We defined the outcome variable of CPR performance as the total composite score (TotS) of two measurements: ventilation score (VentS) and compression score (CompS). Both VentS and CompS were expressed as a percentage, ranging from 0 to 100 and were calculated by software within the SkillGuide with real-time data provided by the CPR device.28 VentS is calculated on the basis of the appropriate rate and volume of ventilation required for Paediatric Advanced Life Support for infants (2 breaths for every 15 compressions).29 CompS is amalgamated from the appropriate rate (100–120 compressions/minute), appropriate depth and appropriate full recoil. TotS is a mean score (0–100) of VentS and CompS. In addition to the outcome variables, we collected demographic variables including: Healthcare professional role (junior nurse, senior nurse, trainee, consultant physician), rank as defined by the band of the provider or seniority of the nurse, department, proximity of last BLS, advanced paediatric life support (APLS) training and last actual CPR on a patient.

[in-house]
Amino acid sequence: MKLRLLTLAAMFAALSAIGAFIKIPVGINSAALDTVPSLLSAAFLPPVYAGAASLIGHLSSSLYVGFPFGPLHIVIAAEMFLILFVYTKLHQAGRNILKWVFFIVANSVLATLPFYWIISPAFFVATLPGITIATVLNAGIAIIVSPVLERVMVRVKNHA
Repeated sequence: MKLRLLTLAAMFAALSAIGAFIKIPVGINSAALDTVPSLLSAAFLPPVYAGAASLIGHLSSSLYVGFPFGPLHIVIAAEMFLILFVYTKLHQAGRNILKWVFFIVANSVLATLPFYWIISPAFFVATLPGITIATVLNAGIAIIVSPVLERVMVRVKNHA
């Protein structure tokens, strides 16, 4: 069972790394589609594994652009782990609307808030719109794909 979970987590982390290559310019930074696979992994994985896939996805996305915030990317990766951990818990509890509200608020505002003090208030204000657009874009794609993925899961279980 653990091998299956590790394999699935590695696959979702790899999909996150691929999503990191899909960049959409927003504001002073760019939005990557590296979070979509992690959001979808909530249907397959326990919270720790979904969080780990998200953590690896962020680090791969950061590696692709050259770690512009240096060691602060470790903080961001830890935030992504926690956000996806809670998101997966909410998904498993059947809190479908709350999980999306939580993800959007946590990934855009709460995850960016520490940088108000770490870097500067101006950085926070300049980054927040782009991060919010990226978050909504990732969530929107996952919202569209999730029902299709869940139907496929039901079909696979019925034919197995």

We aimed to detect a 10% difference in CPR performance (TotS) between the intervention and control groups. A sample size of 140 participants (70 in each arm) would provide a detectable effect size of 0.48 with an α of 0.05 and 80% power.
Descriptive statistics were used to summarise the subject characteristics of each group, and χ2 tests to check for any significant demographic differences between groups. A Mann–Whitney U test was used to verify that there was no significant difference between baseline scores.
For the primary outcome, we compared change from baseline between the two groups using descriptive statistics and a Mann-Whitney U test. Secondary analysis looked at the 6-month scores via descriptive statistics and paired Wilcoxon signed-rank tests to examine for a significant change.
Analyses were performed in R V.184.108.40.206